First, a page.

OUT THERE: When your number comes up

'I was lucky. I'd already lost everything when it happened. I know exactly who my real friends are'
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Indy Lifestyle Online
Sunday morning at the office; the phone rings. It's Andy: "Are you sitting down?" Of course I'm sitting down, I write for a living - what is it? "Well, you know the number 13..." I rub my eyes. This is it, he's finally gone.

He's been on about it for months, how number 13 keeps appearing in his life at every opportunity. Cloakroom tickets, seat numbers, thermometers, digital clocks, he's seeing 13 wherever he looks. I'd never noticed till he pointed it out, but even the house opposite my own is... yep, number 13.

Andy's been my friend for more than 20 years now. I was his best man when we were still kids and Christine, little more than a child herself, was expecting Dean. As we sat alone in church waiting for her I said look, we could be in Paris before it gets dark. He thought about it, too.

A couple of years later he turns up on my doorstep, headed for six months on a Greek island. He sends me pictures of topless Swedish girls. Next thing, he's back, and Christine's pregnant again before his tan has faded.

They call the second boy Alexander and work day and night so they can afford wall-to-wall carpets, matching curtains and a big colour telly. They work so hard they grow to hate each other, and the marriage collapses in an ugly mess.

Then he meets Tracie, who gives him a reason to live and another son, called Kane. He builds up a roofing business, employing 16 guys, with a turnover of pounds 260,000 a year. They've got a big house and brand new, state-of-the-art, matt-black everything, completely over-extended on HP, and suddenly the recession hits hard: it's deja vu all over again. The bank forecloses. Everything's repossesed or sold off; the house is in negative equity. He's made bankrupt. He starts drinking. Tracie leaves him. This time it really does him in.

Andy's a big, cuddly bear of a guy, the kind of friend nobody should be without, but few are lucky enough to have. When Jane and I had to move house one Easter, with an 18-month-old Phoebe, no car, and my arm in a sling, who did I call? There's not a mean bone in his body, but he keeps trying to make it big time and losing out, and the frustration drives him mad. I've tried telling him to slack off, stop achieving, but he won't listen.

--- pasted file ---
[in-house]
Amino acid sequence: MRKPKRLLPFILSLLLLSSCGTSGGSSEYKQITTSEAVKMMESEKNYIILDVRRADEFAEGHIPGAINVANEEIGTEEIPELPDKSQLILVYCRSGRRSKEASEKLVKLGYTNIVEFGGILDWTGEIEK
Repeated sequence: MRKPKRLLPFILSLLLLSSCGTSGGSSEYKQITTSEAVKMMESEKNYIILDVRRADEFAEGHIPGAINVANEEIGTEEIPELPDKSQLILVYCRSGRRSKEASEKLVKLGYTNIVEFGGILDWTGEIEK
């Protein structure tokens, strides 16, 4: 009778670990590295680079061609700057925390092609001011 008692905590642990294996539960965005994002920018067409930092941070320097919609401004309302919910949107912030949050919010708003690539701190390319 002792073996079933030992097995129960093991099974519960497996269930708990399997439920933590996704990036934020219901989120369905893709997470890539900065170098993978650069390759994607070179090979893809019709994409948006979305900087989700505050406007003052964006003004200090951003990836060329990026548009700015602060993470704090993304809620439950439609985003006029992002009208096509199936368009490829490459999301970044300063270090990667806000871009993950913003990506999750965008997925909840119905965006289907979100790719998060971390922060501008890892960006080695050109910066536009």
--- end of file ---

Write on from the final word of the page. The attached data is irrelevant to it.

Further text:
Last February, he shows up again, drunk, speeding, depressed, running on empty. He's struggling to hang on to the house, six months behind on the mortgage. No work. I say to him, smoke this, swallow this, jump in the shower and put these on, we're going out. It seems to work, he starts pulling his life together. And it's surprising how good it feels, helping a friend. I almost felt human.

So here he is again, calling me at work on a Sunday, still on about this stupid number. Oh, and he got his eviction notice on Thursday. "Only, you know the number 13?" Yeah, yeah, your point being? "Well, yesterday was the 13th of May... and last night my dad won the Lottery. Three million quid."

"Andy, I haven't got time for this bollocks." But he says it again, and I hear all the noise in the background and I know it's true. Three, Million, Pounds. Pete, the old man, has told Andy, his brother, and his sister that all their problems are over.

"Well, don't go out and buy yourself a new set," I say. "Don't turn into a rich bastard. If you do, I can't be your friend anymore, you know that."

I'm talking to myself. Long before that factory worker won the pounds l8 million jackpot, I stopped buying tickets. Enough money to realise every fantasy, and drop all responsibility. Guaranteed 24-hour room service for a lifetime. Yeah, that's all I need. Another 18 million reasons to sit on my arse all day. But Andy, he's a worker. And like he says, "I was lucky. I'd already lost everything when it happened. I know exactly who my real friends are." Take a bow Fletch, Lloyd, Spence, Stipey and Roy.

Did it go to his head? Of course not. He simply went out and bought a top-of-the-range Mitsubishi Shogun Royale, complete with 3.5 litre, 2.4- valve, V6 engine, four-wheel drive, a six-disc CD player, seven leather seats that fold down into a double bed, separate air-conditioning systems front and rear, and all for only 47 grand. He calls it "the troop carrier".

One more thing. A few seconds ago, a package arrived via Federal Express. "Just sign here please," said the delivery man, pointing to my place on his list. "Number 13."